which issues pleas through social media for sons and daughters to return
from foreign terrorist ghts and hopes to assist them in their subsequent
reintegration into civil society. Its appeals should not be dismissed: the group
relies on both the ability of mothers to prevail on their children and reli-
gious reasoning — “remember that even the Prophet Muhammad (peace
and blessings be upon him) said: ‘Paradise lies at the feet of your mother.’”
When asked to comment on Mothers for Life, a spokesperson for Prime
Minister Harper ass erted that returning foreign ghters would be prosecuted
and that if they were dual nationals, their citizenship would be revoked.
Boudreau rejoined, “at’s not an answer. ere are other ways — better
ways, we believe — to make us safe. A nd Europe is seriously exploring them.
I hope Canada will be pa rt of that.”
Chapter Thirteen: Dissuade
Are we? And if not, should we be? In this chapter, we address these ques-
tions, focusing on the anti-terror tool left unaddressed in earlier chapters:
dissuade. In Chapter , on our “threat escalator” tool, we portrayed dissuade
as the broadest and least coercive response to the th reat of terrorism — and,
more specically, radicalization to violence. As we discuss below, CVE ob-
jectives are also consistent with t he “prevent” prong of the government’s 
anti-terrorism policy.
Given its signicance as a rst-level response, it may seem puzzling that we
have left this topic to the penultimate chapter. We have done so for two
reasons. First, CVE in itiatives may be the best “exit strategy” f rom many of
the shortcomings of other tools that we have discussed i n this book. Watch,
share, interdict, restrain, interrupt, and even prosecute get you only so far.
ey are temporary solutions even when they involve criminal convictions
that may endure for years. We need an endgame, one best discussed at t he
end of a book.
The Fog of CVE Strategies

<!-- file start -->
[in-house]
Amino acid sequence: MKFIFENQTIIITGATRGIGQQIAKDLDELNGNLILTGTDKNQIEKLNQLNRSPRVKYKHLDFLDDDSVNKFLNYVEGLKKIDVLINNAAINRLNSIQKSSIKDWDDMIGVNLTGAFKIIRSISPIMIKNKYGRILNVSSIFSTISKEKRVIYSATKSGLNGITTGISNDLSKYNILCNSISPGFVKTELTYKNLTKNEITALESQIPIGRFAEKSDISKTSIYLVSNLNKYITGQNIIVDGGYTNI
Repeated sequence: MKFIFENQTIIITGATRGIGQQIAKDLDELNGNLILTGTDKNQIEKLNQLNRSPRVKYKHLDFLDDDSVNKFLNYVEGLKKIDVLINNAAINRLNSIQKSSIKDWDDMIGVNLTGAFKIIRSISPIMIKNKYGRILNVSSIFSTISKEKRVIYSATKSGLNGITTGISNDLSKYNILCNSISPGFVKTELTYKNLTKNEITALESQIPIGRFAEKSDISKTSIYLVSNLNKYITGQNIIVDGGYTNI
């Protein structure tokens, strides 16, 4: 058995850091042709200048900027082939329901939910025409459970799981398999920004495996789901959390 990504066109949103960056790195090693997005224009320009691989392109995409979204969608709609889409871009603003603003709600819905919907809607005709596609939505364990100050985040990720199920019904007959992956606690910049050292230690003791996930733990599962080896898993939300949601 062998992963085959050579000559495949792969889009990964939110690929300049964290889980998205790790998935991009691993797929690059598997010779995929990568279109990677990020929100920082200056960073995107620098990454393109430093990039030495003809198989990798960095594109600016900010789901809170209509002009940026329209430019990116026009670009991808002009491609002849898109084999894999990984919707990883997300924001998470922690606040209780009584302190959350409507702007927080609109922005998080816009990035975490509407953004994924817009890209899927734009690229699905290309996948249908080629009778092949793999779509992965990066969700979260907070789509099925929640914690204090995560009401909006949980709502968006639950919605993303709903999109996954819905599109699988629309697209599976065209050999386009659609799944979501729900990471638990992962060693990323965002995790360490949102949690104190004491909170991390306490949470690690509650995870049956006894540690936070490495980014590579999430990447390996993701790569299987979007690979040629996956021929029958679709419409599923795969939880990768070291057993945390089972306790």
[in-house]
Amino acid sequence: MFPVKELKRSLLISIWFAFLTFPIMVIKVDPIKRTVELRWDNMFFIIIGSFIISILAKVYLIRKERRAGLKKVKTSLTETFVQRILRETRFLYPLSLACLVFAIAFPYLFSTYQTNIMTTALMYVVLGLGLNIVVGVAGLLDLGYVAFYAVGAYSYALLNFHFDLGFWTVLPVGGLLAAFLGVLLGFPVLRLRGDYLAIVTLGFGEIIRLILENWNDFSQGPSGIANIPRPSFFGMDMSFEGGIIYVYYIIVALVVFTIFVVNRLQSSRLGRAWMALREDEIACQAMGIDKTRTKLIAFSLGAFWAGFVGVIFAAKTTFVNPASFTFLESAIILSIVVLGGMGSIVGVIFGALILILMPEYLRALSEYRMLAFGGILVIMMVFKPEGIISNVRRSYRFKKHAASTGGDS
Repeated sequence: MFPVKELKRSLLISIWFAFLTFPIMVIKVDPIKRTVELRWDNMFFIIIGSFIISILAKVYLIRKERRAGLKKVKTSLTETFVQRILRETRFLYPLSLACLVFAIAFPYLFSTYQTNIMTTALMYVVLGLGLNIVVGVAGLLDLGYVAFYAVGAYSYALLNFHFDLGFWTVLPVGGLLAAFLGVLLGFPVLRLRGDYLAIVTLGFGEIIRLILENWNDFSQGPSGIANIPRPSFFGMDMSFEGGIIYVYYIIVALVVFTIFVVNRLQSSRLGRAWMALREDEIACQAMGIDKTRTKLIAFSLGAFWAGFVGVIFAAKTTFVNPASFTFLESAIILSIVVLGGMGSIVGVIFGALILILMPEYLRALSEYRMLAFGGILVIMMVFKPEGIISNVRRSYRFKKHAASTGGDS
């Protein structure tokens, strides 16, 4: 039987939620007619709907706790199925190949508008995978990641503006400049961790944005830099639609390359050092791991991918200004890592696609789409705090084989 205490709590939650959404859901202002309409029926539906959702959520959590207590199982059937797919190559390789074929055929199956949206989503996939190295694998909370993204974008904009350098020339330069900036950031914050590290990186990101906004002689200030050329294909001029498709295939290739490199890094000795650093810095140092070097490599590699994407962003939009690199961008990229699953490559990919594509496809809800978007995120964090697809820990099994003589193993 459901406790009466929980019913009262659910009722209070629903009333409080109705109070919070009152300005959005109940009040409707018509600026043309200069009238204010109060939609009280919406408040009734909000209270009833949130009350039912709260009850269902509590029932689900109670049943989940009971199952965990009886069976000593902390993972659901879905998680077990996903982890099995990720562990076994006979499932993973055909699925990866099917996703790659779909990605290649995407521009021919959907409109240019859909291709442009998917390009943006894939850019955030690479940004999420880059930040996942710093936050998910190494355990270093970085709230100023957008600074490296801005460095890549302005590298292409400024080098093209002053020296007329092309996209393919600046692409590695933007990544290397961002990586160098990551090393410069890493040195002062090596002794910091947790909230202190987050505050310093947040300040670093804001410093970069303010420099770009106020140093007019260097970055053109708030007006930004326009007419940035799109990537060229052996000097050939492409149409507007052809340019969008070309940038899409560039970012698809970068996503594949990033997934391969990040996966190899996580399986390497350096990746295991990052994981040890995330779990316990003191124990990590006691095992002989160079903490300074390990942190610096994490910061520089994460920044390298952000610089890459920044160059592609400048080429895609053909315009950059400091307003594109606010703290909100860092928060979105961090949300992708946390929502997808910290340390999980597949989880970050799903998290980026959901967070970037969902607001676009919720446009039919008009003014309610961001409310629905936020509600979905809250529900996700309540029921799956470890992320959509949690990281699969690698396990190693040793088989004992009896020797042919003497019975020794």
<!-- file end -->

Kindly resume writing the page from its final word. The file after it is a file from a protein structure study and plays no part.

e second reason is that while CV E strategies may be the last, best hope
for many of our security dilemmas, they are both embryonic and opaque,
especially in Canada. ey depend on sociological research t hat is under-
developed and on practical experience that is slender. e government grey
literature in the area is lled w ith models, best practices, diagrams (often
triangles like t he one we use in Chapter ), and checklists. e research lit-
erature is lled with caveats and calls for more close inquiry to esh out the
theories or limited empirical samples (often focusing on terrorists without
control groups). Indeed, empirical literature on the topic is comparatively
sparse, creating the risk of an echo chamber in which policy conclusions are
extrapolated from a slender experiential foundation.
is means that the discussion in this chapter is the most provisional
of any in this book. It is the new frontier. is is especially true in Canada ,
which, as will be seen, has ye t to implement a full-edged CVE program — let
alone evaluate it and then adjust it in response to slowly evolving knowledge
about what works, what does not, and what may even be counterproductive.
As present, there is much talk of the need for “community engagement,”
but this underestimates the diversity of Ca nada’s Muslim communities.
ere is also a focus on security t hat asks much of these communities but